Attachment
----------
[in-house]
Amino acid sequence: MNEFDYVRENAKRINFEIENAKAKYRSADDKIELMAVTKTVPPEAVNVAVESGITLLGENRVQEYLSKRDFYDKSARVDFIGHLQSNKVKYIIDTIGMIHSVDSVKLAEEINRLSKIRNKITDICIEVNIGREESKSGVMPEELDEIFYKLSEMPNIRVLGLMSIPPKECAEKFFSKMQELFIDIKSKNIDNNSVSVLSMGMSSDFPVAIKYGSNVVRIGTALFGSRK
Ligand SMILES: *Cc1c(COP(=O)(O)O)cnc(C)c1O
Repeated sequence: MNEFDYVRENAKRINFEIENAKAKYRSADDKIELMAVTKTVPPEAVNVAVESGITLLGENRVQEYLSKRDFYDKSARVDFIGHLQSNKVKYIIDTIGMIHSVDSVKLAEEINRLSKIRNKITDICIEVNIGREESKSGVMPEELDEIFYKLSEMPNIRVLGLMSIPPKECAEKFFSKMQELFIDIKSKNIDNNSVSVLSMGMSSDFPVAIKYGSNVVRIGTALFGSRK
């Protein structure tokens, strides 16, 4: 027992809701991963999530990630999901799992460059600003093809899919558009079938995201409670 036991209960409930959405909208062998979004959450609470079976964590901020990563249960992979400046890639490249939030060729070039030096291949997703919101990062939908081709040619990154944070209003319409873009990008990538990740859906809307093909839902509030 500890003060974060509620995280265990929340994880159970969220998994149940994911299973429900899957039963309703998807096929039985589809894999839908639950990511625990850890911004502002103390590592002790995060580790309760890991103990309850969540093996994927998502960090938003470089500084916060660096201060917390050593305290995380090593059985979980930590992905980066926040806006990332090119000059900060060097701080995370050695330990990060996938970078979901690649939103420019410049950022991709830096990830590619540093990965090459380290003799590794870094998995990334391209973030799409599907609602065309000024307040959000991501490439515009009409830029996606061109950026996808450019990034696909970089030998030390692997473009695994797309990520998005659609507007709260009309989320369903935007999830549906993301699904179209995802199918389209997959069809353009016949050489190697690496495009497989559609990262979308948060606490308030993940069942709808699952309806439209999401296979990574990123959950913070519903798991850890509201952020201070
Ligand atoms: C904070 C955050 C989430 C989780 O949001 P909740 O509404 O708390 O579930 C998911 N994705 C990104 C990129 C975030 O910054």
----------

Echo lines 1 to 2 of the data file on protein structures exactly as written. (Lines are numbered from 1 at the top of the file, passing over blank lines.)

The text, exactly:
[in-house]
Amino acid sequence: MNEFDYVRENAKRINFEIENAKAKYRSADDKIELMAVTKTVPPEAVNVAVESGITLLGENRVQEYLSKRDFYDKSARVDFIGHLQSNKVKYIIDTIGMIHSVDSVKLAEEINRLSKIRNKITDICIEVNIGREESKSGVMPEELDEIFYKLSEMPNIRVLGLMSIPPKECAEKFFSKMQELFIDIKSKNIDNNSVSVLSMGMSSDFPVAIKYGSNVVRIGTALFGSRK